WLANs: “Hold on to your lug nuts…it’s time for an overhaul!”

With almost half — 45% — of all networks expected to be obsolete by 2017, including an explosion in mobile devices — Wi-Fi-enabled device shipments will exceed 1.5 billion in 2012,  almost double 2010 shipments — it should come as no surprise that enterprises are planning major wireless LAN upgrades. According to the Wireless LAN Deployment Strategies: North American Enterprise Survey from Infonetics Research, enterprises are planning to increase wireless coverage and capacity to accommodate the additional traffic generated by WiFi devices; wireless access points (APs) are expected to grow up to 15% by 2014.

“The WLAN market has been on a tear in recent years, driven by the explosion of wireless devices in the enterprise,” notes Matthias Machowinski, directing analyst for enterprise networks and video at Infonetics. “Our new wireless LAN study shows that there is no end in sight to this trend: almost all new devices on the network are wireless, and many organizations expect their tablet usage to surge in the coming years. In order to effectively support mobile devices, user mobility, and BYOD (bring your own device), a robust wireless infrastructure is no longer a nice to have, but a must-have.”

Other findings from the study include: more than 1/2 of studied companies allow employees to bring their own devices into the enterprise, increasing to almost 2/3 by 2014; tablets are showing up at enterprises everywhere, and are one of fastest growing device types and chief drivers of the BYOD phenomenon; and interest in next generation access points is strong, with respondents planning major upgrades of their installed APs to 802.11n and already eyeing 802.11ac APs, despite a lack of exact availability and pricing.

For last quarter (2Q12), Infonetics reported the WLAN market is now approaching the $1-billion-per-quarter mark. “The world is going wireless, and users expect fast, always-on connectivity no matter where they are,” said Machowinski. “Enterprises need to keep pace with ever-increasing bandwidth demands, and next-gen WLAN gear based on fast 802.11n and soon 802.11ac technologies gives them a reason to upgrade.”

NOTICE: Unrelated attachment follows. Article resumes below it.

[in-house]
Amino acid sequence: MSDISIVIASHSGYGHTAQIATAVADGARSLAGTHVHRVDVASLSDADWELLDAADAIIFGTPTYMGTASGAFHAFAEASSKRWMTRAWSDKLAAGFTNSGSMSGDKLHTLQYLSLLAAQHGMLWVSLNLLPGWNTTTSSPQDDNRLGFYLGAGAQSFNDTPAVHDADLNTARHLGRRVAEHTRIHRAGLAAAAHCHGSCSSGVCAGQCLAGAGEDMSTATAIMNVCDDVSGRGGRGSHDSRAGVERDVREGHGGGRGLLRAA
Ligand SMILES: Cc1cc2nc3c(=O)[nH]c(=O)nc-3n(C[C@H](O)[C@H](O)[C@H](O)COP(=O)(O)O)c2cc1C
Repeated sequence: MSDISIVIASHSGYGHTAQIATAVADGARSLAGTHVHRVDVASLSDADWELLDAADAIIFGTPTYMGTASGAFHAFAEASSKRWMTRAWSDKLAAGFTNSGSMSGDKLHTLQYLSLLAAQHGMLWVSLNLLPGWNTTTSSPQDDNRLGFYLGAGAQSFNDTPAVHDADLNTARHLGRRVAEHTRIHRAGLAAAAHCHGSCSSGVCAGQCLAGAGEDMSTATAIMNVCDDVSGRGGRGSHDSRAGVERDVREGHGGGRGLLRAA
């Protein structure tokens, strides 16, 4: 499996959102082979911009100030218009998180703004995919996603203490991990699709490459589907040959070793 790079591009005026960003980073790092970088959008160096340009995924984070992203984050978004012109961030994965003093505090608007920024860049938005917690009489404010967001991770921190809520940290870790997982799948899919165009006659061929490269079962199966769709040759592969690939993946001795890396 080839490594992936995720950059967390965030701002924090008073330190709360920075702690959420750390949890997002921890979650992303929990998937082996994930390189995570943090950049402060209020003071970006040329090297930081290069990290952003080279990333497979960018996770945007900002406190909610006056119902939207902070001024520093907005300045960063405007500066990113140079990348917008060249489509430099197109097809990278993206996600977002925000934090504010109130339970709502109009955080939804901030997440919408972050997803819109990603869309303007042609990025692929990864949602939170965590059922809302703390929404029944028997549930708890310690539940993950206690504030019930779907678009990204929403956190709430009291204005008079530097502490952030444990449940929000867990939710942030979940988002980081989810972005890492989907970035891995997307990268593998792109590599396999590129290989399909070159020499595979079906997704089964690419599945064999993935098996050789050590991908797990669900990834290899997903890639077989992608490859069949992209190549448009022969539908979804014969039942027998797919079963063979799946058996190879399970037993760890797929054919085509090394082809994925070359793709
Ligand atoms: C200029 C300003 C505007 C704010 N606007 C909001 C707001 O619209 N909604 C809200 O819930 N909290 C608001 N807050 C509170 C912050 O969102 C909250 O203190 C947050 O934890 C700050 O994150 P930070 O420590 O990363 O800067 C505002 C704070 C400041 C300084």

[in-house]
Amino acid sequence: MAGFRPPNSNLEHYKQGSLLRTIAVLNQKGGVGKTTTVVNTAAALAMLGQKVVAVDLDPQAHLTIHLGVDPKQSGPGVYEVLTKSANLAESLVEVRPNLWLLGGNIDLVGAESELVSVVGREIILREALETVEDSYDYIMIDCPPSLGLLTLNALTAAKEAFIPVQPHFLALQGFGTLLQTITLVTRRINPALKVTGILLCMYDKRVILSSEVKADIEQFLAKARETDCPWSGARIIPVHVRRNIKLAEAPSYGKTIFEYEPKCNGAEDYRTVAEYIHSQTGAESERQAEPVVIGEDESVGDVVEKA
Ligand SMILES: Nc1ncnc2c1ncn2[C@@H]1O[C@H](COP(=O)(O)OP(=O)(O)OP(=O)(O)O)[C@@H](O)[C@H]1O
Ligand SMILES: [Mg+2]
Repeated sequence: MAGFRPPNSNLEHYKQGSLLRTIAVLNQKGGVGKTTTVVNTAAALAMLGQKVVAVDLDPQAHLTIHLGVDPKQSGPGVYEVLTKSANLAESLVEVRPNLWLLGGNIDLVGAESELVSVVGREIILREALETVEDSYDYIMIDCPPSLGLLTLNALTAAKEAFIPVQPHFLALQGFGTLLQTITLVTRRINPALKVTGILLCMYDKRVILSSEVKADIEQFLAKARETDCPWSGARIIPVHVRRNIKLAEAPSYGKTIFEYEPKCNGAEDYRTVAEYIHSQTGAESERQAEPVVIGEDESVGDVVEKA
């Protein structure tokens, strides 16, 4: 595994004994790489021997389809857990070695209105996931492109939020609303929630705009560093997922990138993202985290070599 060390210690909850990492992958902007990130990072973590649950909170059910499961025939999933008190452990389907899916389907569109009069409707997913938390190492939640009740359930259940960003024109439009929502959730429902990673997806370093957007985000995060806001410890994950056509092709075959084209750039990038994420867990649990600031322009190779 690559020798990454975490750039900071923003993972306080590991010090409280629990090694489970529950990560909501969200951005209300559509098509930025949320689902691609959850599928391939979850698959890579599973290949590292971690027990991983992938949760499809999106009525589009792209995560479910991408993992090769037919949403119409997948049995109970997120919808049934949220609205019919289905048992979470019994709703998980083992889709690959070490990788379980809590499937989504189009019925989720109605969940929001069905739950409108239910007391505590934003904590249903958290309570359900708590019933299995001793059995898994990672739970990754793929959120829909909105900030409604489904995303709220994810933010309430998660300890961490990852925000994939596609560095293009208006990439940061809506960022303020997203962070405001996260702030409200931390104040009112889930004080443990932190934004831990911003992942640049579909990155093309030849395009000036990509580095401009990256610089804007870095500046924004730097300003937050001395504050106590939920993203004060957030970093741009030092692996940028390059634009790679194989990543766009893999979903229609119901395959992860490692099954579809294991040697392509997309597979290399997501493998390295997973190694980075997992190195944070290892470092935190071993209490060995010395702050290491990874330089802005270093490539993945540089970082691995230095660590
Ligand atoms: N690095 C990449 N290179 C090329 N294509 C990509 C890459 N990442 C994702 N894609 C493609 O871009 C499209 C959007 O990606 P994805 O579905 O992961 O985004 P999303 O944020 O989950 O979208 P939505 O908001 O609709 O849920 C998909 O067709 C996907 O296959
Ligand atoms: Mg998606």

IDC reported the combined consumer and enterprise WLAN markets were up 12.7% year-over-year, but the enterprise segment shot up 24.8% during that period for the seventh quarter in a row, for nine of the last ten quarters, with annual growth in excess of 20%. “Along with the increasing use of Wi-Fi by service providers to offload cellular data traffic, current market drivers in key enterprise verticals such as education will ensure the market for enterprise-class WLAN devices and solutions will see continued traction, and that the market is expected to stay vibrant for the foreseeable future,” said Rohit Mehra, director, Enterprise Communications Infrastructure, IDC.

According to TheInfoPro/451, wireless is the second top networking priority after core/switch upgrades, and WLANs hold down fourth place, with WAN optimization in the seventh position. The global mobile network optimization market is expected to have a compound annual growth rate of 22.27% between 2011-2015, said Research and Markets.

The expanding mobile network coverage to support advanced applications and the increased use of the Internet on smartphones and tablets have increased the demand for high bandwidth, according to one of the vendors surveyed. Because of the continuously increasing demand for high bandwidth, operators are struggling in providing quality of experience (QoE) to end-users. This is one of the major reasons for the increasing demand for mobile network optimization.

Image credit: chelle_1278 (flickr.com)

About the author
Steve Wexler
Steve is a proficient IT journalist, editor, publisher, and marketing communications professional. For the past two-plus decades, he has worked for the world’s leading high-technology publishers. Currently a contributor to Network Computing, Steve has served as editor and reporter for the Canadian affiliates of IDG and CMP, as well as Ziff Davis and UBM in the U.S. His strong knowledge of computers and networking technology complement his understanding of what’s important to the builders, sellers and buyers of IT products and services.